The old saying that people marry their parents may be true for poison dart frogs, and it may even lead to the formation of new species, according to a new study in Nature based on work at the Smithsonian Tropical Research Institute (STRI).
Strawberry poison dart frogs live on the mainland in Panama's Bocas del Toro province and have been isolated on islands in the archipelago that formed during the past 10 million years as sea level rose. Only a single color morph exists on some islands--orange or green, for example, but on oth-er islands several color morphs exist together, like blue and red frogs.
"In the past, people assumed that this group of brightly colored poison dart frogs were warning predators that their skin is toxic," said Corinne Richards-Zawacki, research associate at STRI and pro-fessor of biological sciences at the University of Pittsburgh. "But predators don't seem to care what color the frogs are, at least based on our earlier experiments. That's why we started asking whether the way they choose mates might lead to populations of different colors on different islands."
The team set up three different situations: baby frogs raised with two parents of the same color (red baby, red parents), baby frogs raised with each parent a different color (red baby, one red and one blue parent) and baby frogs raised by foster parents of a different color (red baby, blue parents). In each case they asked which color the female offspring would choose as mates and which color the male offspring would perceive as a rival.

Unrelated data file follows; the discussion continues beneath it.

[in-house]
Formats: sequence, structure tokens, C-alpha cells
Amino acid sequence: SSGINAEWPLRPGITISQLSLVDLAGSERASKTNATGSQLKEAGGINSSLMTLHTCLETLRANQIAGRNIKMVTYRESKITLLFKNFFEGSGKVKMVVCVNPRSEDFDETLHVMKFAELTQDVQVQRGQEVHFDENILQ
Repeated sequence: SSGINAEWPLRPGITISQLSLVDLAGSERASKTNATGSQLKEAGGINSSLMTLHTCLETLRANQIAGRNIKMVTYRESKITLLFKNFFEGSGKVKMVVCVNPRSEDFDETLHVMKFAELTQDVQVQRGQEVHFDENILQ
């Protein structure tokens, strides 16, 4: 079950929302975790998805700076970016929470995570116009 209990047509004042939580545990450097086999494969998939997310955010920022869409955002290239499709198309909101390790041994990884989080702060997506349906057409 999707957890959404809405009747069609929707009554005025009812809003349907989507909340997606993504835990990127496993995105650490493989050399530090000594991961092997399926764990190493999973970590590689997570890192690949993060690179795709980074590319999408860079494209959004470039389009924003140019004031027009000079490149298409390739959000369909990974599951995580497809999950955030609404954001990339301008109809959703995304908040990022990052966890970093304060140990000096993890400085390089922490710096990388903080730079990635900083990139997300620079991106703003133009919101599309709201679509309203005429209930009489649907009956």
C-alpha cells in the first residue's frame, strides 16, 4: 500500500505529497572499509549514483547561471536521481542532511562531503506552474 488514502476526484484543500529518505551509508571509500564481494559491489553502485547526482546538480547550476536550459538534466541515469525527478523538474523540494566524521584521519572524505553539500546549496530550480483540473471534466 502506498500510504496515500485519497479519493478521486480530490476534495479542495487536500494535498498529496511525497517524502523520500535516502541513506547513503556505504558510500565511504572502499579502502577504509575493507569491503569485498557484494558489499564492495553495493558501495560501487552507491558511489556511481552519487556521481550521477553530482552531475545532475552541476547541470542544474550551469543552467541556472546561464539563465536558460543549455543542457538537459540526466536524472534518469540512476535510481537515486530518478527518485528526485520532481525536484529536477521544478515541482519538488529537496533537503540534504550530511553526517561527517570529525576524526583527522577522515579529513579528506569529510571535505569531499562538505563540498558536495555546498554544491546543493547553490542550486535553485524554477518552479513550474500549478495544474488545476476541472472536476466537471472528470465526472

"We discovered that female frogs with parents of the same color tended to choose mates of that same color, whereas frogs with foster parents of a different color would choose mates the color of the foster parents," said Yusan Yang, who is completing her doctoral thesis at the University of Pitts-burgh. "The same was true for male-male aggression. This tells us that imprinting was more important than genetics when it comes to shaping these behaviors that are based on color."
When baby frogs were raised with one parent of the same color and one parent of a different color, females chose mates the color of their mother, and males chose rivals the color of their mother, indicating that maternal imprinting was probably more important than paternal imprinting.
They also created a mathematical model showing that male aggression based on imprinting, in concert with female mate choice based on imprinting was enough to cause a scenario to evolve, where like mates with like, which could lead to two color morphs becoming separate species.
"We're fascinated by the idea that behavior can play such an important role in evolution," Richards-Zawacki said.
The Smithsonian Tropical Research Institute, headquartered in Panama City, Panama, is a unit of the Smithsonian Institution. The institute furthers the understanding of tropical biodiversity and its importance to human welfare, trains students to conduct research in the tropics and promotes conserva-tion by increasing public awareness of the beauty and importance of tropical ecosystems. Promo video.
Reference: Yang, Y., Servidio, M.R. and Richards-Zawacki, C.L. 2019. Imprinting sets the stage for speciation. Nature. https:/